The rough Australian dialogue – Carn! – took a little getting used to, as did the almost punctuation-free style. This aspect brought to mind Cormac McCarthy, who is quoted as saying that he doesn’t like to “blot the page up with weird little marks”. The lack of weird little marks definitely adds a certain gravity to the proceedings. I guess there’s something about quotation marks which makes the speech seem more natural to read, somehow. Without them, some conversations, intended to be light-hearted, seem unnecessarily heavy. This works fine for McCarthy’s books, but in the case of Cloudstreet added to the shadow of doom that seems to lie across most of the proceedings.
In the end, though, it’s all about family. For such a bleak setting (objectively it isn’t so bad, but post-war Perth comes across oppressively dry and scant), the book ends up being quite uplifting, optimistic even. We are shown – at some length – that people are fundamentally okay, despite their flaws and failures. Terrible things happen to some people and nobody is sure what to do or how to be happy, nobody is left unscathed or even totally sure, but there is always somebody to lean on. As much as any of our lives do, really. I don’t know if anyone can be sure that their life is on the right track; certainly I’ve never felt that certainty, that confidence that I’m making the right choices and taking the right paths. Cloudstreet made me realise that life really does just roll along, and you steer it as best you can. Sometimes doing basic good things are the only way to go, and down that road lies… happiness?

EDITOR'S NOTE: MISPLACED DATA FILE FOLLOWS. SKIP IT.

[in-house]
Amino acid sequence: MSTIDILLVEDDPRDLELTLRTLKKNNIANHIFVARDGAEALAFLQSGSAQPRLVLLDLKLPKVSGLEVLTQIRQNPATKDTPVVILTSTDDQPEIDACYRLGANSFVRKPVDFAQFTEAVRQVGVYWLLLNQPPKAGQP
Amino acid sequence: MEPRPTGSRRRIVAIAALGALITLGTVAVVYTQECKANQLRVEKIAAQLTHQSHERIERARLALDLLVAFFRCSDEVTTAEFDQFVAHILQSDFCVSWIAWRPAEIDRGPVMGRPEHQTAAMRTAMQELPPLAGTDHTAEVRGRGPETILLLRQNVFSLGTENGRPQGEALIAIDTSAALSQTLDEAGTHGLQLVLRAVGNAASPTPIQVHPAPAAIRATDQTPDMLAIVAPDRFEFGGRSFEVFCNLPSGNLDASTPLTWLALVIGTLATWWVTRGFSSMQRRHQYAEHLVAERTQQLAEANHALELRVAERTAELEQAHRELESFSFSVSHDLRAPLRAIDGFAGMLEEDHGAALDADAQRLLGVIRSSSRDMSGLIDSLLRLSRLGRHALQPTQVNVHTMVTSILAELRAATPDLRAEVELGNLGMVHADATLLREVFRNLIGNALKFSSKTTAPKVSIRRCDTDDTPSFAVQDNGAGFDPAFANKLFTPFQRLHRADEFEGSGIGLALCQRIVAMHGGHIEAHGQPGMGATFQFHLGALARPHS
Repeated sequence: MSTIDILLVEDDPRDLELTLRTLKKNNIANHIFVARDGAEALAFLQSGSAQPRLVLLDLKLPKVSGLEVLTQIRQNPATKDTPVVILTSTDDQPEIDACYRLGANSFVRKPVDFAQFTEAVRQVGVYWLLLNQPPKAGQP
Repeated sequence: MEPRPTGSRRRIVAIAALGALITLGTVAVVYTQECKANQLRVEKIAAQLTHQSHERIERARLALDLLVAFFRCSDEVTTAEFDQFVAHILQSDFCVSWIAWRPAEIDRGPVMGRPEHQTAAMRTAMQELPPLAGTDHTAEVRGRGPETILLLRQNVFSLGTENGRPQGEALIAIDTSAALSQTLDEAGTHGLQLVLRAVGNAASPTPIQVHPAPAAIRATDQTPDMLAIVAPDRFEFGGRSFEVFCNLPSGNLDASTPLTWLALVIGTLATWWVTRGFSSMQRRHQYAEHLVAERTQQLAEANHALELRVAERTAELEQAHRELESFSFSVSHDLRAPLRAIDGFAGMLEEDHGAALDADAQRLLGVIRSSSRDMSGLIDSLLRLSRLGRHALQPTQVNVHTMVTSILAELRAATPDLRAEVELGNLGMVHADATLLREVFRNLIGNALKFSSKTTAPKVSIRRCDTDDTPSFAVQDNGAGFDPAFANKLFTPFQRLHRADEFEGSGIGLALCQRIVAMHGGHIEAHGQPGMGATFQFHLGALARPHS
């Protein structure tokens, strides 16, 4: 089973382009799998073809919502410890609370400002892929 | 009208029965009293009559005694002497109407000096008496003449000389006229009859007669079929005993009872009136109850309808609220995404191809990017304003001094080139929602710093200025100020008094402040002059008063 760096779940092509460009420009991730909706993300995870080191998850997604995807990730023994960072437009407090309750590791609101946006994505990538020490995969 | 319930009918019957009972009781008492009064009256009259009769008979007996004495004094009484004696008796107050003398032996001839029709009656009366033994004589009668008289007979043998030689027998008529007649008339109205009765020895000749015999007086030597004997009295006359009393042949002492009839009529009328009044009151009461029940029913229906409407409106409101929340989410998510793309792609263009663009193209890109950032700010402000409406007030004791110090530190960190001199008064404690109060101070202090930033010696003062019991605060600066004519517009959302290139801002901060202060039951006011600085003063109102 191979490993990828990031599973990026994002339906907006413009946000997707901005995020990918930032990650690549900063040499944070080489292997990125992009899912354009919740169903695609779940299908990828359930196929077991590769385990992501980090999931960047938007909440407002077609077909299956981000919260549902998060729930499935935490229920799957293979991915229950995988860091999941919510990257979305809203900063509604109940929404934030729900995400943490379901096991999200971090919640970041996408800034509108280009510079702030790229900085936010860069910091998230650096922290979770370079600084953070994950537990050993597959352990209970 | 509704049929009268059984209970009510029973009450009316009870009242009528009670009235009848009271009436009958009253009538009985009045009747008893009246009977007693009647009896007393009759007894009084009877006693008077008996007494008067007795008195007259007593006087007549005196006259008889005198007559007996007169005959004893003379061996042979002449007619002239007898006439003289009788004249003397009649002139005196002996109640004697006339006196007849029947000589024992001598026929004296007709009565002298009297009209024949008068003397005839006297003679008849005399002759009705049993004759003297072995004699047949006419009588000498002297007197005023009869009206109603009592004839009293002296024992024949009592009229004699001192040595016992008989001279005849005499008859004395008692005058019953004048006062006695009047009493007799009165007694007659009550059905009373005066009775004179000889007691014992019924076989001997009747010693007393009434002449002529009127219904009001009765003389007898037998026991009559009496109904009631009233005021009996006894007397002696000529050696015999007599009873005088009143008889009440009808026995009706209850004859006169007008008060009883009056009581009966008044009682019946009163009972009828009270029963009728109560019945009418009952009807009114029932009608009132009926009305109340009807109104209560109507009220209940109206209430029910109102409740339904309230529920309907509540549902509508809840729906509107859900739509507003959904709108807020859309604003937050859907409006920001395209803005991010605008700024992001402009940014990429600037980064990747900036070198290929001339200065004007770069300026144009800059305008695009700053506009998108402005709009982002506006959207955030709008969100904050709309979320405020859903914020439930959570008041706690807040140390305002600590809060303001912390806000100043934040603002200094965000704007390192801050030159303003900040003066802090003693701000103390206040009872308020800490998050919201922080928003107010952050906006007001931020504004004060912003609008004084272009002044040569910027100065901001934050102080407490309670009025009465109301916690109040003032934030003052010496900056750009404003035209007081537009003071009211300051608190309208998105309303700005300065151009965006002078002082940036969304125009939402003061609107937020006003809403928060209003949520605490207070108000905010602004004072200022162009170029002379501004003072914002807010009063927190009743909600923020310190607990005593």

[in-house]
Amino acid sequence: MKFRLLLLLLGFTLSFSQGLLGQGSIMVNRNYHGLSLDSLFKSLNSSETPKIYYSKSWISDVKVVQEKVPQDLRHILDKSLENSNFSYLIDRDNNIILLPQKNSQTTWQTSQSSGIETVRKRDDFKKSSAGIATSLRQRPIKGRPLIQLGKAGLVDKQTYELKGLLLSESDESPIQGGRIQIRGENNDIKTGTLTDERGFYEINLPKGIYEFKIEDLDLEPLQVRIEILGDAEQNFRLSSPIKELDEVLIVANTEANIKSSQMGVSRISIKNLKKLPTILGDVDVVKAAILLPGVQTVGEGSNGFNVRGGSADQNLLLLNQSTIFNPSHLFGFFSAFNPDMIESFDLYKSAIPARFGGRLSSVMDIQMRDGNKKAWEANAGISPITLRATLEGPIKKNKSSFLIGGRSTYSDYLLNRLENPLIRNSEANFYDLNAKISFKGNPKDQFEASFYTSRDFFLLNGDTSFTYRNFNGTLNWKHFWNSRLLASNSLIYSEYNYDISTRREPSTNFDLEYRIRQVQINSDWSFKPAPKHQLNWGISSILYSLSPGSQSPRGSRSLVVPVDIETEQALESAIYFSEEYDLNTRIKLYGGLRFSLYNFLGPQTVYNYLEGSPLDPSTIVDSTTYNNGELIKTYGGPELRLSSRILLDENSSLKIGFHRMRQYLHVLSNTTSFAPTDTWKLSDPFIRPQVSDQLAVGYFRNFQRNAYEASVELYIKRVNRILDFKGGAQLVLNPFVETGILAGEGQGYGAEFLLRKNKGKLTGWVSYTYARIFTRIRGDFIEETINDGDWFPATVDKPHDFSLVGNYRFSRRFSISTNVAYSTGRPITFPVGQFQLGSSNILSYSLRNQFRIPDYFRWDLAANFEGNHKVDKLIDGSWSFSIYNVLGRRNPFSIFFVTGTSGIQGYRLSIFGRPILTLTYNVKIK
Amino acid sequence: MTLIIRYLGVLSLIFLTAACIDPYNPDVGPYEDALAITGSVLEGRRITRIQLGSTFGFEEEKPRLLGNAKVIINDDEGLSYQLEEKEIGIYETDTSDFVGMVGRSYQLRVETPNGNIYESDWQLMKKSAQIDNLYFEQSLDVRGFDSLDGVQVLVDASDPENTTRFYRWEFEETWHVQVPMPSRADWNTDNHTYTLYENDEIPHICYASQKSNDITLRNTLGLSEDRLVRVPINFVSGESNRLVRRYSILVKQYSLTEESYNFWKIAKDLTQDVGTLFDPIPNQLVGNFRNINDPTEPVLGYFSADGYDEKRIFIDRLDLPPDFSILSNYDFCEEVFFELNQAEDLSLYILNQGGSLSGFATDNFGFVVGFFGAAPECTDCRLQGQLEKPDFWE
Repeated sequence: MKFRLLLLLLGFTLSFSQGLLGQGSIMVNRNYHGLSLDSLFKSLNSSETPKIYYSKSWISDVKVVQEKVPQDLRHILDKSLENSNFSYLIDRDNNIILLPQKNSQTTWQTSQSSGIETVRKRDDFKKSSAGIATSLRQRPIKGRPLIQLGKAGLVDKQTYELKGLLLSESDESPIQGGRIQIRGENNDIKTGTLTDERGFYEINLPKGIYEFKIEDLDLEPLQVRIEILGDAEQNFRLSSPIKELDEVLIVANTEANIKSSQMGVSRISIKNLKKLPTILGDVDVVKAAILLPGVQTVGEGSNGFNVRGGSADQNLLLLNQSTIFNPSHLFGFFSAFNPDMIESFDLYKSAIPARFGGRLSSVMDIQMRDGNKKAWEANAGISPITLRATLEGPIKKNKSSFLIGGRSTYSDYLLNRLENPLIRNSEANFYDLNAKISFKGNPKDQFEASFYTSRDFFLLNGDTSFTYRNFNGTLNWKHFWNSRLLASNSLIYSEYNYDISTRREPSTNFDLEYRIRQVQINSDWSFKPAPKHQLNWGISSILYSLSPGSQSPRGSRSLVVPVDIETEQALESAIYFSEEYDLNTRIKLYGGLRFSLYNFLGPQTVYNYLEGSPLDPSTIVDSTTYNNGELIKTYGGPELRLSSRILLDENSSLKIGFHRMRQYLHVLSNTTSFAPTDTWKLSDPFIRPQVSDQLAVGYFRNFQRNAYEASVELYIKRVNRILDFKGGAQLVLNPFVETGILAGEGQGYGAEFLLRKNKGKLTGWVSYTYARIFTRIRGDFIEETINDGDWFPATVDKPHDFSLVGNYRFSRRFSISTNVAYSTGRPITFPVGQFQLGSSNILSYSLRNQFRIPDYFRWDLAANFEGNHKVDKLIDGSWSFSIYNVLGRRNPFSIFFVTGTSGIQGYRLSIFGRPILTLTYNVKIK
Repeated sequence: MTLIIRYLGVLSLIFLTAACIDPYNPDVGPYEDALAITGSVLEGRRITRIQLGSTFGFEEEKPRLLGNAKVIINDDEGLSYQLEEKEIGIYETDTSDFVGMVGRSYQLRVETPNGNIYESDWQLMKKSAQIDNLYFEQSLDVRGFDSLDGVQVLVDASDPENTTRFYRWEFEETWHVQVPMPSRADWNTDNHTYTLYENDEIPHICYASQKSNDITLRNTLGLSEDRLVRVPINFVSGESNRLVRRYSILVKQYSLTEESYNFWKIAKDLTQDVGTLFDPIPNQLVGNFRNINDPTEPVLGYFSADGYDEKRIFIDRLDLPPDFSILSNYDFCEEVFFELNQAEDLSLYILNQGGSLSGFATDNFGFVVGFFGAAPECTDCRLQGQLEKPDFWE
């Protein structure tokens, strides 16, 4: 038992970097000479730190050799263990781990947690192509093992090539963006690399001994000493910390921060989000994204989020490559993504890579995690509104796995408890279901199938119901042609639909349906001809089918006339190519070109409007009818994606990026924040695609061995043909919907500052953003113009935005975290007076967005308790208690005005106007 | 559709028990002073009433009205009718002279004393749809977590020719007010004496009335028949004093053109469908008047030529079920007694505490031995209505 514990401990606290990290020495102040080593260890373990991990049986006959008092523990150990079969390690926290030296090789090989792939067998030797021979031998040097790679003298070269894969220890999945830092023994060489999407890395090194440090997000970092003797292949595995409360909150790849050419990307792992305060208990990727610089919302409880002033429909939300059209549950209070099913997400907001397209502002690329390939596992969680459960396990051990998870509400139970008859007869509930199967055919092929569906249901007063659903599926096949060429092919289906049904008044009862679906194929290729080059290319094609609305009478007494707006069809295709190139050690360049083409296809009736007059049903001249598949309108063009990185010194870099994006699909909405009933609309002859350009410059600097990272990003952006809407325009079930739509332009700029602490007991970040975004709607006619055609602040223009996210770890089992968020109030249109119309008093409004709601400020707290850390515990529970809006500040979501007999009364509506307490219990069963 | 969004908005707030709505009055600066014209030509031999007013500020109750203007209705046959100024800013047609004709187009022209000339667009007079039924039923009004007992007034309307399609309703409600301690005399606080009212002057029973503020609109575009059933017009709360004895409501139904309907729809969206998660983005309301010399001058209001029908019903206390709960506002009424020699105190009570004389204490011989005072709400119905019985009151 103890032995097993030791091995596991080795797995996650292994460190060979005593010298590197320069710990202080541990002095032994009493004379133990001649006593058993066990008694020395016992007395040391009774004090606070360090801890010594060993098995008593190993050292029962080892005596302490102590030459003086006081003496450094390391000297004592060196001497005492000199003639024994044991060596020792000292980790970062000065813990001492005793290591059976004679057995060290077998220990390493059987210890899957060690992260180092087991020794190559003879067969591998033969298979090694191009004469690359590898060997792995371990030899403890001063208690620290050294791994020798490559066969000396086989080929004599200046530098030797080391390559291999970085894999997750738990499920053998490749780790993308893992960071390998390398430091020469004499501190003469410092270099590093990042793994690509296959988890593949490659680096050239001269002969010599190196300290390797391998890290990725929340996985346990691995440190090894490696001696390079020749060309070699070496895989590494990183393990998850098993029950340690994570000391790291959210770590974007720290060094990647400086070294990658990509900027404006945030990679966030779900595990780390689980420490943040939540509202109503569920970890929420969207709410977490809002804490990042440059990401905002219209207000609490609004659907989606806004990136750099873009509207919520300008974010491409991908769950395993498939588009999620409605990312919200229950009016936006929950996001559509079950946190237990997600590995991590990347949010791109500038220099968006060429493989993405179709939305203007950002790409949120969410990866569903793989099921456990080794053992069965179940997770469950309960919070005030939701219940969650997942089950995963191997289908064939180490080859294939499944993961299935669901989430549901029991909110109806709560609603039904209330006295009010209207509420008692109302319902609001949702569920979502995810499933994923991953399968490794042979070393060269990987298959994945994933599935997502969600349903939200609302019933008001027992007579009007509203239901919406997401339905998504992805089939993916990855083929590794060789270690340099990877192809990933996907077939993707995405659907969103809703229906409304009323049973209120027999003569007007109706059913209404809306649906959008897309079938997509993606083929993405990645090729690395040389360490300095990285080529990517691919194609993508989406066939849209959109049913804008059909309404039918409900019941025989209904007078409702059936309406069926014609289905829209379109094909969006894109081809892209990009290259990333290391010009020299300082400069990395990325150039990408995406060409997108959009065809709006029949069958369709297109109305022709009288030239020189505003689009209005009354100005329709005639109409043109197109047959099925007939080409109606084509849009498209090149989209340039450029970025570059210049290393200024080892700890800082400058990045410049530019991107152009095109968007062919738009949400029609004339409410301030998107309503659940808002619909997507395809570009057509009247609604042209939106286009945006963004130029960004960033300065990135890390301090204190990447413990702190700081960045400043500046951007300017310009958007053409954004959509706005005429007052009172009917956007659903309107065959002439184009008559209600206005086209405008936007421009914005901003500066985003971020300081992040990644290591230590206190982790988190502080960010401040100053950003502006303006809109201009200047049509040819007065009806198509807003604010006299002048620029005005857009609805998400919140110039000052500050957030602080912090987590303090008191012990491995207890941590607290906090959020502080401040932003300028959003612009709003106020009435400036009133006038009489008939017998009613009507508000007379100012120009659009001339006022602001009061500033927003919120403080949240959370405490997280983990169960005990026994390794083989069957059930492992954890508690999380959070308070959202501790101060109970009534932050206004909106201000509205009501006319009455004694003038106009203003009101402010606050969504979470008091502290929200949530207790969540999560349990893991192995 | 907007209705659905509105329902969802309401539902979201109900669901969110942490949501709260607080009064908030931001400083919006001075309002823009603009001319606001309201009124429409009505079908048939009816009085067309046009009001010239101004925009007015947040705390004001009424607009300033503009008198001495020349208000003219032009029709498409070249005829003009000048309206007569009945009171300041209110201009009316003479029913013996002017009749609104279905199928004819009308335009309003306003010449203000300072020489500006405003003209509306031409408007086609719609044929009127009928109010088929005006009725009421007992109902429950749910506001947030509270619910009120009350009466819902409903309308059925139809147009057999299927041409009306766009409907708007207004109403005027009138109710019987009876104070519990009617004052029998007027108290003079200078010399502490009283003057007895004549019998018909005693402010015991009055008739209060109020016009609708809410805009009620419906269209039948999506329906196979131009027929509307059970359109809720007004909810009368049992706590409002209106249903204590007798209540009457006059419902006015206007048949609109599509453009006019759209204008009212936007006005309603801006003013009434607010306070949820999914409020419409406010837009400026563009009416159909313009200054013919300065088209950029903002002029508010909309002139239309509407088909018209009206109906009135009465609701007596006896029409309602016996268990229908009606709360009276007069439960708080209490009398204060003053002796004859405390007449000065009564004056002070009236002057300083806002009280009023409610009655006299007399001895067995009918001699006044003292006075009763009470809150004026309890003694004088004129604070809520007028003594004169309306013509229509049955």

The kind of physical calamaties which the characters suffer – maimings, near-drownings, crushed by a train, bitten by a cockatoo – reminded me of a story my grandfather told me one Christmas. He was always very secretive about growing up in Surrey Hills in the 20s and 30s, and anyway was prone to fabricating most of his stories, so his past remained a mystery. He did tell us that when he was about nine, there was a fellow in a nearby street who’d fallen out with his wife, had kicked her out of the house. To prevent her re-entering, he’d hooked up the fence and gate to the power lines. One evening my grandfather and some mates had headed around there, intending to jump the fence and take some of the apples growing in this fellow’s yard. Needless to say, one of my grandfather’s friends was electrocuted to death. He never mentioned it again and would ignore questions when pressed. I never found out if it was true.
Anyway, Cloudstreet is worth a read now if you never did in high school. I don’t know how well it’d stand up if you did, though – according to my research, studying a book in any capacity will induce a lifelong disdain for it in 99% of cases. My mother – an english teacher – is giving her Year Nines The Road this semester, so I hope that breaks the cycle.
I got the usual sense of accomplishment and inner peace that come from reading something a classic – so few of them really grab me. But, as I mentioned earlier, that sense of optimism comes home at the end and really ties the whole thing together. Sappy as it may be, Cloudstreet reminded me of the importance of family.